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Bowood

Nearest Town:Calne (3km ENE)
OS Ref (GB):   ST96807015 / Sheet: 173
Latitude:51° 25' 47.29" N
Longitude:   2° 2' 45.73" W

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Sites in this group:

Sites of disputed antiquity:
1 post
Bowood Park Mound Round Barrow(s)
1 post
Hoare Stone Standing Stone / Menhir (Destroyed)
1 post
Laggus Farm Mound Round Barrow(s)
3 posts
Loxwell Sacred Well

Miscellaneous

Add miscellaneous Add miscellaneous
Bowood is the ancestral estate of the 9th Marquess of Lansdowne, Earl Shelburne.
The house and selective areas of parkland are open to the public.
For details, cost and times, see here http://www.bowood-house.co.uk/

Lord Lansdowne has exercised his rights and a lot of the "historic features" around Bowood have been deleted from the modern O.S. maps. Some references by Grinsell, in The Victoria history of Wiltshire: volume 1, part 1, have been made, but any site visits by O.S. seem to have been made in 1960's.
Chance Posted by Chance
21st August 2012ce

Latest posts for Bowood

Hoare Stone (Standing Stone / Menhir) — Miscellaneous

Details of stone on Pastscape

Standing stones have been documented in Bowood Park, all have been described as being placed as landmarks.
Hoare Stone which was situated near Deer Mead has been claimed to be an in situ standing stone, and was marked on a map of 1755. Field investigations in 1968 located no traces of this feature.

(ST96807015) Hoar Stone (GT). (1)
There are several small sarsens in Boxwood Park which have been suggested to have been brought there as curiosities or land-marks, but the Earl of Kerry thought they might be in situ. One, the 'Whore Stone', the Old (Hoar) Stone in the park, near the Deermead, has been known for over two centuries and gave its name to an enclosure shown in a map of 1755. (2)
This stone has disappeared: there is no information of its going or of its present whereabouts. No mention (Grinsell, Arch. Gaz.Wilts 1957). (3,4)

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SOURCE TEXT
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( 1) Ordnance Survey Map (Scale / Date) OS 6" 1960
( 2) The Wiltshire archaeological and natural history magazine 42, 1922 Page(s)36
( 3) Oral information, correspondence (not archived) or staff comments
( 4) Field Investigators Comments F1 ANK 02-JUL-68
Chance Posted by Chance
21st August 2012ce

Loxwell (Sacred Well) — Miscellaneous

Loxwell Abbey

Details of spring on Pastscape

A Cistercian Abbey was founded at Loxwell in 1151 as a daughterhouse of Quarr, but was moved to Stanley, (ST97SE2) in 1154. There are no visible remains, but Loxwell Farm is reputed to stand on the site of the abbey.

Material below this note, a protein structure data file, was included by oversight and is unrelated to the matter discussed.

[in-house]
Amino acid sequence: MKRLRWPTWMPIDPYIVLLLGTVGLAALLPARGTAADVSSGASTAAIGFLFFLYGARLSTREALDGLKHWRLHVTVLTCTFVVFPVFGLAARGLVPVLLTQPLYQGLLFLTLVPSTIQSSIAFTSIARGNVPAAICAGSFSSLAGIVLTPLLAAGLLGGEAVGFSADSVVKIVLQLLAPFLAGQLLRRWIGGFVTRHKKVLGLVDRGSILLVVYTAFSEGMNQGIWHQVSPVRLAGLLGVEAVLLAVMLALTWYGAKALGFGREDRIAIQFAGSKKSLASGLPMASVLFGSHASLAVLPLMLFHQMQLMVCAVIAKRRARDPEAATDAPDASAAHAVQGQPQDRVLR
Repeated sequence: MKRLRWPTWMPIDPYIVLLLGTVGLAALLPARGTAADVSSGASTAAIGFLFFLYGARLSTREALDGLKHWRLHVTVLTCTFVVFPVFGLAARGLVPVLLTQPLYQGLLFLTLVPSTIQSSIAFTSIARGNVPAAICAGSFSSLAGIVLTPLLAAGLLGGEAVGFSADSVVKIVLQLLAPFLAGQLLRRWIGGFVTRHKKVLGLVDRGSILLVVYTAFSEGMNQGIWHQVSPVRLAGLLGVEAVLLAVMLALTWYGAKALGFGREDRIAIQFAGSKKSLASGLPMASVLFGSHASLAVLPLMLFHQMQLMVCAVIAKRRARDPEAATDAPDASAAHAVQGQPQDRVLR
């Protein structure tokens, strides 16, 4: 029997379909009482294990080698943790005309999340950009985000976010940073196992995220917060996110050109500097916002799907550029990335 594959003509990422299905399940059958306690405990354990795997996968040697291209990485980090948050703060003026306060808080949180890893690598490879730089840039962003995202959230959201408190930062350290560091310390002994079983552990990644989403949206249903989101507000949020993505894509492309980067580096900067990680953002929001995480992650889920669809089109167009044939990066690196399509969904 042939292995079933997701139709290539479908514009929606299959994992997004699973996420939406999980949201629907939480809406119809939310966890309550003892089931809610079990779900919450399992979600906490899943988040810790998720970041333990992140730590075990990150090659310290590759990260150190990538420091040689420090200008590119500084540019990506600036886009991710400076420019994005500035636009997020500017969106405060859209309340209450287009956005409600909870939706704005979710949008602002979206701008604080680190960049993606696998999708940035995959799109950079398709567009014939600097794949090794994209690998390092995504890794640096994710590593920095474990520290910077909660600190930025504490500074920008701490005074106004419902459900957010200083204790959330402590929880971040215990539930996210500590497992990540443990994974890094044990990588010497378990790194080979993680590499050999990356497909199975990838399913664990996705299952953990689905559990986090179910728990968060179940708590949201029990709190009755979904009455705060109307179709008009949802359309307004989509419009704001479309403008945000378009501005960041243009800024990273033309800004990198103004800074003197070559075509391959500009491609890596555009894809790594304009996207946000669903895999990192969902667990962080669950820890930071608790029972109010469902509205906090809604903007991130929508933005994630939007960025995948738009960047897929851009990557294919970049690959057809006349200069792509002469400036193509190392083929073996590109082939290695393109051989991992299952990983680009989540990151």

(ST 95296985) Loxwell Farm on site of (TI) Loxwell Abbey (GT) (Cistercian, founded AD 1151) (TI) (1)
A Cistercian Abbey was founded at Lockswell, 1151 but was moved to Stanley in 1154 (See ST 97 SE 2). Though there is no contemporary evidence for buildings of any consequence at Loxwell, the site of the earlier Abbey was claimed as found by Bowles.

Early records indicate a copious water-supply at the first site and there is a substantial spring flowing from 'beneath' the foundations of the farmhouse which Bowles claims stood on the site of the early building. This spring was later conveyed by a stone conduit to the new site at Stanley, in 1241. No traces are visible but its course is discovered from time to time. (2-4)
The present buildings are of 18th - 19th c. date with no visible evidence of any antiquity. (5)

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SOURCE TEXT
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( 1) Ordnance Survey Map (Scale / Date) OS 6", 1961
( 2) General reference History of Bremhill, 1828, 90, (W.L.Bowles)
( 3) General reference History of Chipenham, 1894, 48-9, (J.J. Daniell)
( 4) by David Knowles and R Neville Hadcock 1953 Medieval religious houses : England and Wales Page(s)111
( 5) Field Investigators Comments F1 ANK 02-JUL-68
(6) by David Knowles and R Neville Hadcock 1971 Medieval religious houses in England and Wales Page(s)122
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21st August 2012ce

Loxwell (Sacred Well) — Folklore

ON LOCK8WELL SPRING.

" Pure fount, that, welling from this wooded hill,
Dost wander forth, as into life's wide vale,
Thou to the traveller dost tell no tale
Of other years; a lone, unnoticed rill,
In thy forsaken tract, unheard of men,
Making thy own sweet music through the glen.